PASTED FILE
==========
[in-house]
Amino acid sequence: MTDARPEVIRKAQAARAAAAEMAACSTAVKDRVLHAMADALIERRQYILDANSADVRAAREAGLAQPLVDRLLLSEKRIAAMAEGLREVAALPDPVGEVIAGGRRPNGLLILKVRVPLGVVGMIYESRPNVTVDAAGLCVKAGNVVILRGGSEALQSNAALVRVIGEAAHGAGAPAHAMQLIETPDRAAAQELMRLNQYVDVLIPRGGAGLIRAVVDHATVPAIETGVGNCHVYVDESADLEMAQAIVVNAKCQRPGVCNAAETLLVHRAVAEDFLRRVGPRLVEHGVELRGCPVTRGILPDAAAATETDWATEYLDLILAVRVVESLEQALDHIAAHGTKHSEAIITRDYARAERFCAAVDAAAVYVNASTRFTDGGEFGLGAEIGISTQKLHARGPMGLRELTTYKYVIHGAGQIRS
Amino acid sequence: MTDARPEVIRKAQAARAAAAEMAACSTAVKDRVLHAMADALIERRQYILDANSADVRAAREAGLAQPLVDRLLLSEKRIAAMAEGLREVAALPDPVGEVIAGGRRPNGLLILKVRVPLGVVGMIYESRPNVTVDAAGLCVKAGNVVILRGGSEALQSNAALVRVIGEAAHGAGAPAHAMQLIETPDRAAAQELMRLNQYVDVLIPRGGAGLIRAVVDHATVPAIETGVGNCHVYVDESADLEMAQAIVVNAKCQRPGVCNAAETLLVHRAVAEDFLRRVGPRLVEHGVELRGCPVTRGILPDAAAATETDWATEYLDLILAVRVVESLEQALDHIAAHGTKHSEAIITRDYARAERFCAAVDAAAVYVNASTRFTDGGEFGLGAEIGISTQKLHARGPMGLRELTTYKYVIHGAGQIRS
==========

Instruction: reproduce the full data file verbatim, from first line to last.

[in-house]
Amino acid sequence: MTDARPEVIRKAQAARAAAAEMAACSTAVKDRVLHAMADALIERRQYILDANSADVRAAREAGLAQPLVDRLLLSEKRIAAMAEGLREVAALPDPVGEVIAGGRRPNGLLILKVRVPLGVVGMIYESRPNVTVDAAGLCVKAGNVVILRGGSEALQSNAALVRVIGEAAHGAGAPAHAMQLIETPDRAAAQELMRLNQYVDVLIPRGGAGLIRAVVDHATVPAIETGVGNCHVYVDESADLEMAQAIVVNAKCQRPGVCNAAETLLVHRAVAEDFLRRVGPRLVEHGVELRGCPVTRGILPDAAAATETDWATEYLDLILAVRVVESLEQALDHIAAHGTKHSEAIITRDYARAERFCAAVDAAAVYVNASTRFTDGGEFGLGAEIGISTQKLHARGPMGLRELTTYKYVIHGAGQIRS
Amino acid sequence: MTDARPEVIRKAQAARAAAAEMAACSTAVKDRVLHAMADALIERRQYILDANSADVRAAREAGLAQPLVDRLLLSEKRIAAMAEGLREVAALPDPVGEVIAGGRRPNGLLILKVRVPLGVVGMIYESRPNVTVDAAGLCVKAGNVVILRGGSEALQSNAALVRVIGEAAHGAGAPAHAMQLIETPDRAAAQELMRLNQYVDVLIPRGGAGLIRAVVDHATVPAIETGVGNCHVYVDESADLEMAQAIVVNAKCQRPGVCNAAETLLVHRAVAEDFLRRVGPRLVEHGVELRGCPVTRGILPDAAAATETDWATEYLDLILAVRVVESLEQALDHIAAHGTKHSEAIITRDYARAERFCAAVDAAAVYVNASTRFTDGGEFGLGAEIGISTQKLHARGPMGLRELTTYKYVIHGAGQIRS